Will A Pacifier Help Your Baby Sleep? Do’s and Don’ts

4-16 months

Feb 1, 2022

Should you be using a pacifier to help your baby sleep? Is it safe to use with a newborn? How and when should I wean my child from a pacifier?  Hey, there I’m Becca Campbell, your pediatric sleep consultant, and I am going to be answering your biggest questions about baby pacifiers!

Should you use a pacifier?

I want to preface this post with if you have a child who is using the pacifier and they are sleeping all night long without disruptions, and their naps are beautiful then perhaps you can keep the pacifier. If your child is experiencing disrupted sleep patterns and nothing is helping, a pacifier isn’t going to solve your issues. It might lead to more issues.

The Do’s and Don’ts of using a pacifier

Let’s first address the elephant in the room. How can I be against the pacifier? The American Academy of Pediatrics recommends them in the first 6 months of life. The AAP also suggests that you room share up to a year, but I don’t know many families making that recommendation. So while the AAP recommends a pacifier up to 6 months, I suggest ditching the pacifier at around 4 months old.

Why does the AAP suggest using the pacifier? According to the research, using a pacifier can potentially help reduce SIDS. The light sucking keeps your child in a light sleep mode because they need the sucking motion to stay asleep in between sleep cycles.

The Do’s of a Pacifier

Let’s get into my do’s and don’ts with pacifiers. Number one, do use a pacifier for newborns! Newborns have a very strong sucking reflex. They are an amazing tool because infants have a strong desire for what’s called non-nutritive sucking. Newborns also cannot self-soothe or put themselves to sleep and the pacifier can help.

The non-nutritive sucking for them is really helpful to calm them to help them connect their sleep cycles. We classify newborns as 0 to 15 weeks old. After 16 weeks, you don’t need the pacifier.  For a baby 16 weeks old and up, it is now no longer needed. At this point, they can use their fingers to self-soothe.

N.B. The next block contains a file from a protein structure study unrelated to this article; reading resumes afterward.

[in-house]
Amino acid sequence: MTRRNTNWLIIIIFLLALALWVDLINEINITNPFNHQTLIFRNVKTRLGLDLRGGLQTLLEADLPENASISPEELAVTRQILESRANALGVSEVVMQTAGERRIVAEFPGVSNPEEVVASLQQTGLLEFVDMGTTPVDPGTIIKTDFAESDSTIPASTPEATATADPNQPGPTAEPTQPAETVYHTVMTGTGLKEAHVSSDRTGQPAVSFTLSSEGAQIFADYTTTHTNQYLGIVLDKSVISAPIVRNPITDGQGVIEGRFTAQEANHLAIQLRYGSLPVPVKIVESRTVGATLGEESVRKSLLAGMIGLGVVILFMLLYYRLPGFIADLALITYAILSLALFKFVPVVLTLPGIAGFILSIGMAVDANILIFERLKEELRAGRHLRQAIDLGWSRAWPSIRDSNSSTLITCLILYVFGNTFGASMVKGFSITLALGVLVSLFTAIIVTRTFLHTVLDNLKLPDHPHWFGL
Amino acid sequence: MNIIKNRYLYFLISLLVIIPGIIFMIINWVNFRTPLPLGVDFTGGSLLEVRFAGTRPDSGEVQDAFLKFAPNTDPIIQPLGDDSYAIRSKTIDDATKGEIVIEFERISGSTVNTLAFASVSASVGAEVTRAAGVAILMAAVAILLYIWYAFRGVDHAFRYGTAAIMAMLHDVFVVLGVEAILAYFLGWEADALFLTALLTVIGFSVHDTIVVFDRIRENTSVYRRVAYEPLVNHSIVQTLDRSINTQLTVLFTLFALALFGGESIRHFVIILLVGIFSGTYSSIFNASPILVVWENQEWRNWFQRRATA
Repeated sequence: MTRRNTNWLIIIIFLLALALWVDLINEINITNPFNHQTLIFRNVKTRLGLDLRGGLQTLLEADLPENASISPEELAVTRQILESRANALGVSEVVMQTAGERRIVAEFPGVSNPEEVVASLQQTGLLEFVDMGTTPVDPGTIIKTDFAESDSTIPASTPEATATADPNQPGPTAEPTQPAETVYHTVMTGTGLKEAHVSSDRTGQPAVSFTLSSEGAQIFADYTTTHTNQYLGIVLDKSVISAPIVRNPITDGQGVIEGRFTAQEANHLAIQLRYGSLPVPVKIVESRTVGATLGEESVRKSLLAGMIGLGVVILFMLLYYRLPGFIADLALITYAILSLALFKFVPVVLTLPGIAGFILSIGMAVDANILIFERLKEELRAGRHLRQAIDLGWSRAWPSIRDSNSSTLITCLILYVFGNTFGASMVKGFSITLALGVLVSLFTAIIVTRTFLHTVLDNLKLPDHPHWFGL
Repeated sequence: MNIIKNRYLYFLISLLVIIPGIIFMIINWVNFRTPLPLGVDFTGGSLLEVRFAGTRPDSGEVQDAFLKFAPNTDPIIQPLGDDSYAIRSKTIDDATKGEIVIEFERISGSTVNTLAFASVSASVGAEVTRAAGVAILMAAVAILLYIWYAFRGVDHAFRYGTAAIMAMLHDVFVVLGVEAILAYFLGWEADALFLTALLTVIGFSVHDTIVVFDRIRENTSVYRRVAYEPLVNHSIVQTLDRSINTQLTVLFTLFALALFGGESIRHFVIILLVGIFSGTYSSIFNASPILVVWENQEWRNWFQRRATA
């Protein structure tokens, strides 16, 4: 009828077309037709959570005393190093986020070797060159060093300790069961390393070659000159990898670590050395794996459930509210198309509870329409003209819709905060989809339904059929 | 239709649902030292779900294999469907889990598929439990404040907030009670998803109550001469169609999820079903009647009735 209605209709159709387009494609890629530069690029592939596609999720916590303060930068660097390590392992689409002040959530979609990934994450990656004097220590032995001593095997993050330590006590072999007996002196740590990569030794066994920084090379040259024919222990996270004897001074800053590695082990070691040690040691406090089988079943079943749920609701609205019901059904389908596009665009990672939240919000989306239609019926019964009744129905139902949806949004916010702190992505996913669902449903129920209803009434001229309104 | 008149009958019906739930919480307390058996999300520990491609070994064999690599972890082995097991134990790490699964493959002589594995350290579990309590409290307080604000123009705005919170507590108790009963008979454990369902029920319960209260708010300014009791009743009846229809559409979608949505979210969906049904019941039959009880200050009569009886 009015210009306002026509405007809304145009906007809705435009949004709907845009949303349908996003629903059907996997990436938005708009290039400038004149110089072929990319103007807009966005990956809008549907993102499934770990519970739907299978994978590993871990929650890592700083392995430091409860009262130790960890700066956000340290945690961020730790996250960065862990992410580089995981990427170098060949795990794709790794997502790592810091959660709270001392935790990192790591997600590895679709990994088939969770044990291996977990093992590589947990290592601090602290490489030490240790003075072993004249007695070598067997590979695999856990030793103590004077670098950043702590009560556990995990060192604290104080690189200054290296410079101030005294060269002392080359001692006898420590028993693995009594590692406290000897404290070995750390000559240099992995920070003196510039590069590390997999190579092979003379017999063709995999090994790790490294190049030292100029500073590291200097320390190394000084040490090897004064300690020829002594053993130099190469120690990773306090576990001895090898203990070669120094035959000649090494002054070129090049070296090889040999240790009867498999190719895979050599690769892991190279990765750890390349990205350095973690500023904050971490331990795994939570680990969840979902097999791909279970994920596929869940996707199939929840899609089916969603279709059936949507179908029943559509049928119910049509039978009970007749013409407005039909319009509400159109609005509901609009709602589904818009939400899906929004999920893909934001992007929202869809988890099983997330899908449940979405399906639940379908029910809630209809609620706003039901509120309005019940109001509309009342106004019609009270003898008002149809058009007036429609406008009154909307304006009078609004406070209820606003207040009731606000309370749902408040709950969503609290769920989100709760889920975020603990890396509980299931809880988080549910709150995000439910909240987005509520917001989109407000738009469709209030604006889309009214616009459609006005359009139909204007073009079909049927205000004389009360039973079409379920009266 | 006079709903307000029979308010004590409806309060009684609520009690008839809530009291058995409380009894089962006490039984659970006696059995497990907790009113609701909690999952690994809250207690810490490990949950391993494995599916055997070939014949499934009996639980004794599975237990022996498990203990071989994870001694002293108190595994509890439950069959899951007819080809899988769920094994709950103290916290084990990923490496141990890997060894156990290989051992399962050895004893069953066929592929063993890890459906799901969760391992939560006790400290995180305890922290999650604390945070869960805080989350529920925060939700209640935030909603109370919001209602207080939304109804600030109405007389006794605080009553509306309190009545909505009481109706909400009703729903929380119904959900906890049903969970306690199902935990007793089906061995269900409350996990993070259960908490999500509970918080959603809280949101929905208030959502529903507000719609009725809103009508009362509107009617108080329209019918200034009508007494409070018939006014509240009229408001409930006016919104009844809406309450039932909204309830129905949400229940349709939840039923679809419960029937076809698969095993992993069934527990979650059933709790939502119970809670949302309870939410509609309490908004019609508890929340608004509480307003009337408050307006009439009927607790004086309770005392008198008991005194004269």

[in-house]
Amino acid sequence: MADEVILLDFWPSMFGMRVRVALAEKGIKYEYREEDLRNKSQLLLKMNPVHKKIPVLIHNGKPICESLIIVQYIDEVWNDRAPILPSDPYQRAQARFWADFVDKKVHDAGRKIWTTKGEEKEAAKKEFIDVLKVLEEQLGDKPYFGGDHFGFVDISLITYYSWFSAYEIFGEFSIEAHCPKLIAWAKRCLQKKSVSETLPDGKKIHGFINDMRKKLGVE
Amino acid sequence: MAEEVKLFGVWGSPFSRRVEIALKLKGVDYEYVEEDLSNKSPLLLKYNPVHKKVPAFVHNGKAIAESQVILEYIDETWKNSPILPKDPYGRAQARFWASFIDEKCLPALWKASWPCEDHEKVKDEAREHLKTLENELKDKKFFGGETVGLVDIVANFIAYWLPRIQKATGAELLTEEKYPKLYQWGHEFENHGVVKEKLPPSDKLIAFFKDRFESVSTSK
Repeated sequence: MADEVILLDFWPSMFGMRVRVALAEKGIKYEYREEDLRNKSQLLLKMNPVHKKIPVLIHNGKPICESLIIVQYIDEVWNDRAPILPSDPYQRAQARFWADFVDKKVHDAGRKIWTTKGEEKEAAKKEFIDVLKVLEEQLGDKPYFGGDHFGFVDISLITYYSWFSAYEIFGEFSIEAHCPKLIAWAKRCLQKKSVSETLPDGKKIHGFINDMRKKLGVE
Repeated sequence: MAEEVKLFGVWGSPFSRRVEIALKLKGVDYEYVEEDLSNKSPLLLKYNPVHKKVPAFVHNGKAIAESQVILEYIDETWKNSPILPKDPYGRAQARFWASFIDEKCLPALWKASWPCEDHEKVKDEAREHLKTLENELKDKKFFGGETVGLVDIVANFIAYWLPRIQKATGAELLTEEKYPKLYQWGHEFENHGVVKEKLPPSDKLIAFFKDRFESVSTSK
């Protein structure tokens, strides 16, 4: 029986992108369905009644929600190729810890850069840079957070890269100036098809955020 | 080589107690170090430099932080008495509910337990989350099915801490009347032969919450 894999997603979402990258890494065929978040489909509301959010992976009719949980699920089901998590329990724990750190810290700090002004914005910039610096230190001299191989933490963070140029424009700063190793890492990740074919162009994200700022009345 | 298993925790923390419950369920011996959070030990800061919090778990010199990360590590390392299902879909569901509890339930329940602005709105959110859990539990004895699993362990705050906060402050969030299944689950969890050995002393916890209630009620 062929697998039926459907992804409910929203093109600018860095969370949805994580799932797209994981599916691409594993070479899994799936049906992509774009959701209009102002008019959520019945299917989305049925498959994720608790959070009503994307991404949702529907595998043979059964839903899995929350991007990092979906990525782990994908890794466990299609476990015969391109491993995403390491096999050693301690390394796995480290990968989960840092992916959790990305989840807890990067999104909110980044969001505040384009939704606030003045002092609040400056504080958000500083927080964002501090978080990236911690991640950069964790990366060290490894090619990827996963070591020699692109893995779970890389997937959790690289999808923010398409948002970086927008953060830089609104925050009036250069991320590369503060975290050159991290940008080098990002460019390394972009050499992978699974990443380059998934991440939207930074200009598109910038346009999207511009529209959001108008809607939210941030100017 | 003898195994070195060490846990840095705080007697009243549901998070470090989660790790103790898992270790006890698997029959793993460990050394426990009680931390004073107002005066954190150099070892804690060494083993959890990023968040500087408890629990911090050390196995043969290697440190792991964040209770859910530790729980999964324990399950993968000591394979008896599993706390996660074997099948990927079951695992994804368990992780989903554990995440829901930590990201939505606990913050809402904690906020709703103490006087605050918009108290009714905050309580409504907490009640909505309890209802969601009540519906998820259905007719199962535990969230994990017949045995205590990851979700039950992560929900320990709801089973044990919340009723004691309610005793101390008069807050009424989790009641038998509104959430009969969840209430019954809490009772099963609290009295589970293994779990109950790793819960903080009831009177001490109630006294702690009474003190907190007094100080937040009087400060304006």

As a parent, you are actually in control of the pacifier and praying that they can find that pacifier in the middle of the night to get through their sleep cycles. If you teach them to self-soothe with their fingers, they are always available and controlled by the child. I’d highly recommend going cold turkey and tossing the pacifiers!

How to ditch the pacifier

I’m just going to get on a little soap box here because I am really passionate about this subject.  There is no way that you need to keep a plug in your baby’s mouth. Yes, Becca. I know, I get it. Babies can be fussy and loud, but what if I asked you this— if you’re using a pacifier because your baby is so fussy, how are they sleeping?

Are they getting the recommended amount of sleep? If you do our free schedule generator, you can evaluate if they are getting enough daytime and nighttime sleep. If your child isn’t getting enough sleep, that might explain why they are so fussy (and why you need to use the pacifier to soothe them).

What about the wubbanub?

First of all, a wubbanub is a sweet little pacifier with a soft stuffed toy attached to it. It is proposed to make it easier for your baby to grab the stuffie if they lose their pacifier. I’d recommend, if your child is 12 months and up, just clipping off the pacifier and letting them use the stuffed animal as a comfort item. Talk to your child about it beforehand and explain that they are a big boy or girl, and they don’t need the pacifier anymore! Maybe you have them physically throw it away or explain the ‘pacifier fairy’ removed it. That is up to you. I tend to be super straightforward with our kids and involve them in the process when we make changes.

Have a plan and involve them. This may mean taking them to the store and letting them pick out a new stuffed animal to sleep with. Or maybe they get to pick out a new book to read for bedtime. So you’re going to present the plan and you’re going to be consistent with it. Keep going forward.

Don’t buy into any of those crazy weird weaning systems. There is no reason to have a pacifier weaning kit—just simply cut it out. Cold Turkey. It’s going to go a lot smoother that way.

The biggest takeaway: Pacifiers are for newborns

The biggest takeaway in this post is this: use pacifiers for newborns until 16 weeks old. At this point, toss the pacifier cold turkey!

If you are looking for more step-by-step action to improve your baby or toddler’s overall sleep, check out our online sleep programs.

Not sure if this if for you and your child? If you don’t know where to start, take our quiz and answer a few questions.

Sweet dreams. See you next time.



When should you wean your baby from a pacifier | Little Z Sleep

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